Tuesday, 19 November 2013

Who am I? What does your personality type mean?

Have you ever thought about the sort of person you are?

Recently, I discovered a psychometric test commonly known as the Briggs-Meyer test. I may be waaaaaay behind the curve here but if you haven't done it I highly recommend that you do.

The test is 75% accurate. It gives you a four letter personality type from sixteen recognised types. The type of personality that you have can give a good indication of the careers you could try, and outlines your desirable qualities and also what you, for want of a better phrase, might want to work on.

Try the test here Human Metrics and come back and tell me what you are and if it's accurate for you. I'm really interested.


Me? I'm INTJ. This is the rarest group. For me as a female, it's even more rare. My good points are that I'm reliable, intelligent, and able to build systems to help others. I'm fiercey independent and capable. My challenges are that I'm not overly good at expressing my feelings and tend to assume everyone else is an idiot if they don't see things from my perspective. It's pretty accurate for me. I need to work on some stuff.

It told me that I should have a career as a scientist (probably too late for me), an academic (I'm working on it), or as a business consultant (which is partly what I do for a day job). 

It also says that if I was a Harry Potter character, I would be Draco. I disagree that Draco Malfoy is an INTJ (he's a bit of a bumbling idiot). Not everyone who has an evil mind is INTJ. Evil mastermind possibly, but Draco was never a mastermind, more an evil puppet. Anyway, I digress.

So please do come back and share. I want to see if any of you are lesser-spotted female INTJs and how many of you I need to convince that I'm always right about everything and you should listen to everything I tell you! :)

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Brilliant study tips - from me (and them) to you!

As part of my (ir)regular foray into sharing with you some of the wisdom I have built up after studying for both an under-graduate degree and a master's degree, I have passed on much advice; some of it good, some of it not so good. One of the things I have written about are study tips. In particular I have discussed best ways to meet deadlines, and reasons why students fail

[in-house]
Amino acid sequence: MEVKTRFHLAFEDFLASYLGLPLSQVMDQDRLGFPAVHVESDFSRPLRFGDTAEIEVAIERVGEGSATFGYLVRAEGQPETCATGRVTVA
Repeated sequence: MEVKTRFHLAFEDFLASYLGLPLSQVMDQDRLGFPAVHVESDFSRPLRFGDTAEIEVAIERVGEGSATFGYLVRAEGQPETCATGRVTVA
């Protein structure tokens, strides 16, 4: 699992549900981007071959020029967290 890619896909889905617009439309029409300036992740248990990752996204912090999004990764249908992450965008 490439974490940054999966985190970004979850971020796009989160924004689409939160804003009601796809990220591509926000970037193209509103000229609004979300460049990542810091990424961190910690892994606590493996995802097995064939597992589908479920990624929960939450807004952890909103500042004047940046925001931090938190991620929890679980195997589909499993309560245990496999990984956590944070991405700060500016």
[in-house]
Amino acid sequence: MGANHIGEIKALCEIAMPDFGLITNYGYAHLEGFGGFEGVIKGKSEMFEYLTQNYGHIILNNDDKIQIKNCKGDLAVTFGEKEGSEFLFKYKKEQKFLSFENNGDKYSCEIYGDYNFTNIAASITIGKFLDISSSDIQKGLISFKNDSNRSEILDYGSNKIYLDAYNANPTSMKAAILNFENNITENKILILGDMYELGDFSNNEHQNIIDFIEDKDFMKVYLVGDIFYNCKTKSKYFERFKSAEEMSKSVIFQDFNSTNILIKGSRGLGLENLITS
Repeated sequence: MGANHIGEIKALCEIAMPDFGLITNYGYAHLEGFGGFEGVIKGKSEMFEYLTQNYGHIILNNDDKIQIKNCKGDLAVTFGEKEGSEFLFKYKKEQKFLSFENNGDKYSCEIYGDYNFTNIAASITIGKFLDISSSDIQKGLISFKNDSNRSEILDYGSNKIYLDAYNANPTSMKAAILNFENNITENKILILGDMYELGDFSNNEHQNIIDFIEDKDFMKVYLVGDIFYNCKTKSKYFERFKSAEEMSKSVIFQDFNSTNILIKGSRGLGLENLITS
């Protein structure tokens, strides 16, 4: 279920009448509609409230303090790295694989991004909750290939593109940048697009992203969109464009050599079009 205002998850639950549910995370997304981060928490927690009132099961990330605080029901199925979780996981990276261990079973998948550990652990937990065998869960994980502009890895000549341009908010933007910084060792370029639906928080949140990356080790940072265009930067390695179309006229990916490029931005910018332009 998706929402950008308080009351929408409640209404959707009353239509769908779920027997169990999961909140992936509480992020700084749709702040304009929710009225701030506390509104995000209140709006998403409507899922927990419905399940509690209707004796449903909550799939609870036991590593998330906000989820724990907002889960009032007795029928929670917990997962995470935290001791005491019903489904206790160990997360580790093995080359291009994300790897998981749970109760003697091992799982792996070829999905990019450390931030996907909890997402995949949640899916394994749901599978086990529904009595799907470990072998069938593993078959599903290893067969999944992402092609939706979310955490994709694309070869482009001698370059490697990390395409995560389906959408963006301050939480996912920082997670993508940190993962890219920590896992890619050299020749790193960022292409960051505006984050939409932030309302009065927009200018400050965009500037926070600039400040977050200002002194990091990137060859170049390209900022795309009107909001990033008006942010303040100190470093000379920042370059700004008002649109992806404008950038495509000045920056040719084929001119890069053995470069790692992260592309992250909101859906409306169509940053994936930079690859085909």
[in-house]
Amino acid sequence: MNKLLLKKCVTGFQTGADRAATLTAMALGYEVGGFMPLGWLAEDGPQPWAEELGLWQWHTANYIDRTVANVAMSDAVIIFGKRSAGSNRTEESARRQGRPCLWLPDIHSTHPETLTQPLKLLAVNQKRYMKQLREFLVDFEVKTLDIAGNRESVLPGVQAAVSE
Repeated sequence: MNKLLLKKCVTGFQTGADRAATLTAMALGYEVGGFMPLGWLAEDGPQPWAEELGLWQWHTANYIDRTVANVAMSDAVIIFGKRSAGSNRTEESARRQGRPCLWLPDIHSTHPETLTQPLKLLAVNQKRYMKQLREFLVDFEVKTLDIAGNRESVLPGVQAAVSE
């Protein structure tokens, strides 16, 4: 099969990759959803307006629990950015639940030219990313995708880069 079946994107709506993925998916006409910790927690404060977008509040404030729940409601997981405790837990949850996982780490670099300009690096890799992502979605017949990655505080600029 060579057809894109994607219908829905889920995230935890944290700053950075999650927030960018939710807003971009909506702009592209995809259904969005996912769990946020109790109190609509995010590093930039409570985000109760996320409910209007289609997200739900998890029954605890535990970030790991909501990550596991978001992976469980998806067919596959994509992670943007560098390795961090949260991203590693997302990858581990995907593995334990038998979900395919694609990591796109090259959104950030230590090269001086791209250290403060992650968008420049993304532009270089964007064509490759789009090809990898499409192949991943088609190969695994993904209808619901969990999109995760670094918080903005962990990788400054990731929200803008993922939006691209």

I'm always conscious when writing these pieces that I might be throwing you a duff. After all, we all have our different ways of studying and learning and what works for me might not work for you. All I can do is tell you what worked and what I observed in others so you can make a judgement about whether it's worth your while trying it for yourself. Hey, I'm not the be-all-and-end-all of knowledge. Far from it!

In previous articles, the wisdom I imparted went like this....

1) go to lectures and seminars. Attendance is important!
2) Read the textbooks.
3) Try and predict what will be tested so you can prepare. The reading list is often a bit of a giveaway. Also, read the module handbook.
5) Pay attention to deadlines and don't be late with anything
6) Use your diary to keep track of exams and assignment hand-ins
7) Create a study time-table and set appropriate priorities
8) Speak to your tutor if things start to slip.

I don't think it was anything radical, but I wanted to make sure I was talking sense, so I asked our followers on Twitter for their best study tips.

Helen said "do the reading that's suggested."

Melissa said "Be prepared! Don't leave everything to the last minute. Read loads and research."

So there you go........they agree with me! 

There are no tricks to help you or short-cuts. Read, read, read, do your preparation, and don't leave it too late. Advice not just from me, but from some kind Twitter folk too.

If you've got any to add yourself, please comment below.




Thursday, 26 September 2013

Cheap University Textbooks from theBookPond.com

Here are some great textbooks that are on www.theBookPond.com right now! If you want to buy them, then please register with us and contact the seller directly. No P&P charges, no fees. 

The Study Skills Handbook Third Edition by Stella Cottrell
Available at The University of Middlesex, this book is in good condition and at £5 is cheaper than a major online book retailer, and there's no waiting around!



Essentials of Economics by John Sloman

Yes, you can buy this book at the same price online (£15) but if you're at Glasgow Caledonian, you can have this book now and save P&P charges. Go look!



The Law Student's Dictionary by J.E. Penner
For £14, students of Nottingham Trent can have their own copy tout suite.